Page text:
The production of the mRNA Covid-19 vaccines will undoubtedly become a topic in many biological science textbooks. It was a fantastic achievement and could generate a Nobel Prize or two.

If you followed the media on them much, you have heard people talk about how “fast” they were made and how “new” they were. You may have also caught information on how effective and safe they are. Children age 5 to 11 can now receive the Pfizer mRNA vaccine, and booster shots are ready for high-risk groups.

I have written on how they work and covered some of the misinformation spread in our world today. However, one topic I’ve missed is the history behind making the mRNA vaccines. I decided to dig a bit more on this topic and flashback to the days of writing a literature review, which gave me a sinking feeling. I learned a few things along the way and will attempt to condense some of them here.

RNA had been known chemically since the late 1800s, but the discovery of messenger RNA, or mRNA, was first published in 1961. By the mid-1960s, science had cracked the code of mRNA and created a codebook of life. You see, mRNA is the molecule that carries the instructions from DNA to a cell’s ribosomes, where the code would translate into a protein — mRNA was the workhorse that got things done in life.

Cracking the code of life and creating a codebook is perhaps the most significant accomplishment in human history.

By the late 1960s, everything was in place to fully comprehend life on a genetic level and begin controlling it. It was not long before people started thinking about using mRNA to treat diseases. Could we use the code of life as a drug?

By the 1970s, researchers were already using fatty bubbles called liposomes to sneak mRNA codes into cell populations and cause them to make the proteins they directed. The research was done in frogs, mice and a variety of other species. By the mid-1980s, scientists were using the fatty bubbles and mRNA codes to make human cells do as they pleased. The possibilities were endless. Could we add the proper mRNA to these liposomes and begin correcting mountains of genetic disorders? Could we create genetic vaccines?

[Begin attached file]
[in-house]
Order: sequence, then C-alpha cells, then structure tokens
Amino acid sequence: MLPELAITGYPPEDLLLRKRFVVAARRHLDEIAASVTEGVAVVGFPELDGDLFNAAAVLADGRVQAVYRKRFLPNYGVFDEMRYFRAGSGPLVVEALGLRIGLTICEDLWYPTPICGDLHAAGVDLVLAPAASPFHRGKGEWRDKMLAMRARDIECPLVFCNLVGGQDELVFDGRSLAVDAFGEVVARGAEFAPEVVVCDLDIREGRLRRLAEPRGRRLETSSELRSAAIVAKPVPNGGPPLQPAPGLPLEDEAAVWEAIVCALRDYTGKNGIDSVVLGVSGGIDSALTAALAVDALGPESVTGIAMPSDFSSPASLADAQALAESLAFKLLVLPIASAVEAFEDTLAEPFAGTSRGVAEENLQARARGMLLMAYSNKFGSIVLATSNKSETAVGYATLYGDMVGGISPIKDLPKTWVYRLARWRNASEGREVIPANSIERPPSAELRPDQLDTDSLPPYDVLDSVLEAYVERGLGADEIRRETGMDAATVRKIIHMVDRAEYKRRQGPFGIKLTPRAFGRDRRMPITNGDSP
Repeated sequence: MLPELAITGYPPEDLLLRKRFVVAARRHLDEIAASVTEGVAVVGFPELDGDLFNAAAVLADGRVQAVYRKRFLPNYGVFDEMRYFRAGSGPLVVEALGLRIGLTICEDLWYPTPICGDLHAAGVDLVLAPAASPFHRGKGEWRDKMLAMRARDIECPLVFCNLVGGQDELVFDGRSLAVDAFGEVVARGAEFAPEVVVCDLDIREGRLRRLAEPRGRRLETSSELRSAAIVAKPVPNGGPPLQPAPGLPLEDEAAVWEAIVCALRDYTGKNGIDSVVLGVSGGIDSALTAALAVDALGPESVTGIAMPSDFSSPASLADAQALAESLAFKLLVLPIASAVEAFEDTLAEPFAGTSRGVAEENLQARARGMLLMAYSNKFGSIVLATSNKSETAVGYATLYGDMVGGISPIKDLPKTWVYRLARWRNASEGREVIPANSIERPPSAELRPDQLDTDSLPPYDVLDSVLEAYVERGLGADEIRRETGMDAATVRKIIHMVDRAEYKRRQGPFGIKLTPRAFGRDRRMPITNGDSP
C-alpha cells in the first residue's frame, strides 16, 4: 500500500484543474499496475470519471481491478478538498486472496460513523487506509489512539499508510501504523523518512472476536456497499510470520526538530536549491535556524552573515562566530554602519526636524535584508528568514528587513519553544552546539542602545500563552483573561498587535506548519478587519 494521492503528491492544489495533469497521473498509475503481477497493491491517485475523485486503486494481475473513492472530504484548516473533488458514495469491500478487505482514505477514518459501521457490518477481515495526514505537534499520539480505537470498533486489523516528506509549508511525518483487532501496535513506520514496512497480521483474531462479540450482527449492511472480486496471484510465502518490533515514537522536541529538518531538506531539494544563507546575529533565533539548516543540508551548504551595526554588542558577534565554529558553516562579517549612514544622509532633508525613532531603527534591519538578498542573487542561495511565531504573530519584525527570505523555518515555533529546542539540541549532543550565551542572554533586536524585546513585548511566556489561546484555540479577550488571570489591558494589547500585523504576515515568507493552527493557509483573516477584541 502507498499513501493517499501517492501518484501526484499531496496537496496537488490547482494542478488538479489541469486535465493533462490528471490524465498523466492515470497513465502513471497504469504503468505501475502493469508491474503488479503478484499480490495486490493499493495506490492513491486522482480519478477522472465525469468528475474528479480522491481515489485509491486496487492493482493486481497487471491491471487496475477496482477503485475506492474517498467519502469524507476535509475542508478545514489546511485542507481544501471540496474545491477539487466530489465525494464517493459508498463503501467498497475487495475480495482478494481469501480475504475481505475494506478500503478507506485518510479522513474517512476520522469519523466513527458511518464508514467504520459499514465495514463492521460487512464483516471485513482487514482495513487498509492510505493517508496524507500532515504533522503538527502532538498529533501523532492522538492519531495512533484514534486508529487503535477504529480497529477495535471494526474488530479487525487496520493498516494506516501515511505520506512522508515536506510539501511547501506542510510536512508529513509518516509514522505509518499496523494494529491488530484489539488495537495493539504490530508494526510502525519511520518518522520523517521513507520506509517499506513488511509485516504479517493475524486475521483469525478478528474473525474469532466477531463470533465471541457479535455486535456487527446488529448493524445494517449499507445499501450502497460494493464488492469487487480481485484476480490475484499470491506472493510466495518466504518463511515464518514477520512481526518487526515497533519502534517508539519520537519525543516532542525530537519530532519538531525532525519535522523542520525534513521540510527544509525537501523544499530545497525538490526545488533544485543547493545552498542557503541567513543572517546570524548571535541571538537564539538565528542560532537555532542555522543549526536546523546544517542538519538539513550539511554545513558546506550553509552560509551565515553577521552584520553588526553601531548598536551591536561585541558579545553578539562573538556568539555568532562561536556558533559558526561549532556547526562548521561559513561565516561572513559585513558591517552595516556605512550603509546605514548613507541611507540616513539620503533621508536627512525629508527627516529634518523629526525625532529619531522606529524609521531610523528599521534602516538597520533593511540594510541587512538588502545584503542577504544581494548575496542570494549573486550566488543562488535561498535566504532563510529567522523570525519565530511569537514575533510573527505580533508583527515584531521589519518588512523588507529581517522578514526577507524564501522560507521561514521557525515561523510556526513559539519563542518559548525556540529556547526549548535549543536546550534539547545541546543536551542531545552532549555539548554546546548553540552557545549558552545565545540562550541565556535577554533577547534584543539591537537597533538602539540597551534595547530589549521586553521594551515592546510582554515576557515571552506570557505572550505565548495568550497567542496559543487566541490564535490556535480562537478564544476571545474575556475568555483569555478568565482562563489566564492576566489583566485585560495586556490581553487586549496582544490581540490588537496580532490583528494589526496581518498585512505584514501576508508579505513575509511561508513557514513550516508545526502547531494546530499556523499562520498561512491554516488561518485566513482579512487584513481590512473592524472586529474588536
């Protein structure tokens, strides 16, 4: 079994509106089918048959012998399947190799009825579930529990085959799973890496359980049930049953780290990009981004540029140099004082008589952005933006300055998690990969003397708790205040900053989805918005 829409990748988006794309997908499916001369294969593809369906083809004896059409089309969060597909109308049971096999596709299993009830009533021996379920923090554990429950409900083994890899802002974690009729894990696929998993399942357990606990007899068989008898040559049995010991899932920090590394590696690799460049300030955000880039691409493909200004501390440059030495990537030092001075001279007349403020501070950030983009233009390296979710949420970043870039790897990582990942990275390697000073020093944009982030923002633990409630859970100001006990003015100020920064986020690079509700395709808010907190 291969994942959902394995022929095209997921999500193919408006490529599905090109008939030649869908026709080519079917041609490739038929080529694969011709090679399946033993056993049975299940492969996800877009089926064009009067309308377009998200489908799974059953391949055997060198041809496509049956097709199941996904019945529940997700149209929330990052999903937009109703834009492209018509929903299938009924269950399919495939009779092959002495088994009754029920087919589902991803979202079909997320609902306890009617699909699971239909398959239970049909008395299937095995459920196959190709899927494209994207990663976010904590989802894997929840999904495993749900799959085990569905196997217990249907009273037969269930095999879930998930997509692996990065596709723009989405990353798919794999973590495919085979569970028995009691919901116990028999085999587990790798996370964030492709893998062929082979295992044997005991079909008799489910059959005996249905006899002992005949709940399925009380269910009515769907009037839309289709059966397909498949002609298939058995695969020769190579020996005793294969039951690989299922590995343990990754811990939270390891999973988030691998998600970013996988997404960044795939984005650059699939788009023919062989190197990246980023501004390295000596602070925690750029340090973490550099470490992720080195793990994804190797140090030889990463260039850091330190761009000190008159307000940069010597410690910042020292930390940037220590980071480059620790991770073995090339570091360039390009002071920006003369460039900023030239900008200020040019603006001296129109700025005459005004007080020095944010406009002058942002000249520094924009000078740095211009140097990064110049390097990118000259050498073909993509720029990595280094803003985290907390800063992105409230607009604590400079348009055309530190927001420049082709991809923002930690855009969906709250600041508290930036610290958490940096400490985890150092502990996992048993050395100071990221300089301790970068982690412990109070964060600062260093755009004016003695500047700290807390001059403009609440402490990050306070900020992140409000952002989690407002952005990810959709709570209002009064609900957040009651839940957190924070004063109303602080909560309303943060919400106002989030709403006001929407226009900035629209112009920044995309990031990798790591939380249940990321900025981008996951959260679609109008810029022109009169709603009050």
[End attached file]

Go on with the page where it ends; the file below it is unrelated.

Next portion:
The foundation of today’s mRNA vaccines dates back to the big hair and parachute pants decade, so not that “new.”

The first mRNA-based vaccines began being tested in the early 1990s. The technology to make them was expensive at the time, like anything with no principal backers or mass production abilities. The technology got better with time, but a couple of hurdles stood in the way. For one, liposomes were not the best for delivering the mRNA cargo, and we needed something more efficient at getting the delicate mRNA into cells. The other hurdle was finding a way to prevent the mRNA from being destroyed by our immune response and have it last a bit longer inside cells to communicate the message effectively. mRNA is a there-and-gone molecule type; it does not last long, even in today’s modified version.

As we started the new millennia, a new delivery system, lipid nanoparticles, emerged and gained a scalable production ability in 2005. In that same year, a simple modification to a uridine nucleotide protected mRNA and helped alleviate any immune response problems that might degrade it too quickly.

To be continued...

Dr. Jack Brown is the Paris Junior College Science Division chairman. His science articles are published every Sunday.

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